Tolerance for ambiguity includes the acceptance of ideas, people or living practices that are different and new, as well as things that cannot quite be explained. Pupils must learn to handle ambiguity and be able to appreciate both experiences of familiarity and unfamiliarity: understanding and partial understanding co-exist. This process makes it possible to do justice to unfamiliar religious phenomena and to cope with what is perceived as ‘other’.
When speaking of the shift of social perspectives, what is meant is the ability to observe the reciprocal conditionality of the perception of self and others and ←19 | 20→the ability, with increasing maturity, to control this interaction even within networks. Age-related developments can be seen here.
Section IV summarises results of the former chapters and introduces a theoretical concept for fundamental methodological issues (Chapter 8).
The final chapter on double individual referentiality in interreligious learning develops a concrete suggestion for presenting religious traditions in a way that is oriented toward the individual. The various insights from the previous chapters with regard to the dynamics of unfamiliar religious topics and the individual variations will be brought together and combined with concrete, methodological approaches.
As background for the distinctions and concepts hereafter, I formulate the following aim:
The aim for interreligious education is that pupils leave school with the ability and willingness to reflect and behave constructively in areas in which religious traditions intersect. This places the focus on the activity and independence of the learner and can be justified by diverse interpretations of motivation theory5 or academic debates on competence.6 This aim may be achieved in different fields. I see four possible, specific directions in anticipation of the subsequent chapters:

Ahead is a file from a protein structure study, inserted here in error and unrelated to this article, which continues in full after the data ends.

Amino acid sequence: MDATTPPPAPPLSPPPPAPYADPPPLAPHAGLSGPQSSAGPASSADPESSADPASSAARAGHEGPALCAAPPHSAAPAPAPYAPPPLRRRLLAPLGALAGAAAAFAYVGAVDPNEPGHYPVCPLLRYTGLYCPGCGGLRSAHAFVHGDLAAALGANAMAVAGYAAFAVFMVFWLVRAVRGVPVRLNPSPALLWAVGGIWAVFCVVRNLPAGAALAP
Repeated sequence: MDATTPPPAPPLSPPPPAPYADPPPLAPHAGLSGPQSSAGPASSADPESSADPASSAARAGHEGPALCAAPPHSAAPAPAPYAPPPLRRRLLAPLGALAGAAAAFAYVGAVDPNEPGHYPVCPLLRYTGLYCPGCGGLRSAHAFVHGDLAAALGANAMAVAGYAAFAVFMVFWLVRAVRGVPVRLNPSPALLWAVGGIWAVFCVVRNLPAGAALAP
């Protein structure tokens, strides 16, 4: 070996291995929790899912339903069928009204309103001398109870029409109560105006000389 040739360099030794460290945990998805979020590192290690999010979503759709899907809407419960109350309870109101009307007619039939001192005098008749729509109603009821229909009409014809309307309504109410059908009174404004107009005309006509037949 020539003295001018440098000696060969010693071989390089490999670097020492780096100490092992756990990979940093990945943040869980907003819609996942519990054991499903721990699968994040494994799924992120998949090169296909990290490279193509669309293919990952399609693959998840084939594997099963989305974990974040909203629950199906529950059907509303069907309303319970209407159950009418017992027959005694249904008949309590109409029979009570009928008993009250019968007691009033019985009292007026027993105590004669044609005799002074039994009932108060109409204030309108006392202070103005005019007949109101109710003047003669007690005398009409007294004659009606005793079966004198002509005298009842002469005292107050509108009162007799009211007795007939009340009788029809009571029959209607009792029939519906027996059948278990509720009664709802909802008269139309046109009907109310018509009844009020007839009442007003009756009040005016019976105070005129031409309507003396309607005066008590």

1) Students actively investigating religious issues7 that are unfamiliar to them. This includes the desire and the ability to become informed about religious questions in an appropriate and detailed way, as well as the discipline-specific competent pursuit of new insights on religious issues in their personal environment.
2) Students inspired by the fundamental, ultimate questions of life that are raised in the religious traditions; approaching both traditions and the questions they raise narratively, ritualistically or discursively and encouraging the students to develop their own positions on existential issues.←20 | 21→
3) Students becoming mediators between the traditions. Later I will introduce the concept of a bridge manager.
- ISBN (PDF)
- ISBN (ePUB)
- ISBN (MOBI)
- ISBN (Hardcover)
- Publication date
- 2021 (January)
- interfaith education comparative religion world religions religious studies interreligiöses Lernen Bildung Religionen Religionspädagogik Religionsdialog Fachdidaktik Religion Weltreligionen
- Berlin, Bern, Bruxelles, New York, Oxford, Warszawa, Wien, 2021. 330 pp., 13 fig. col., 1 fig. b/w., 8 tables.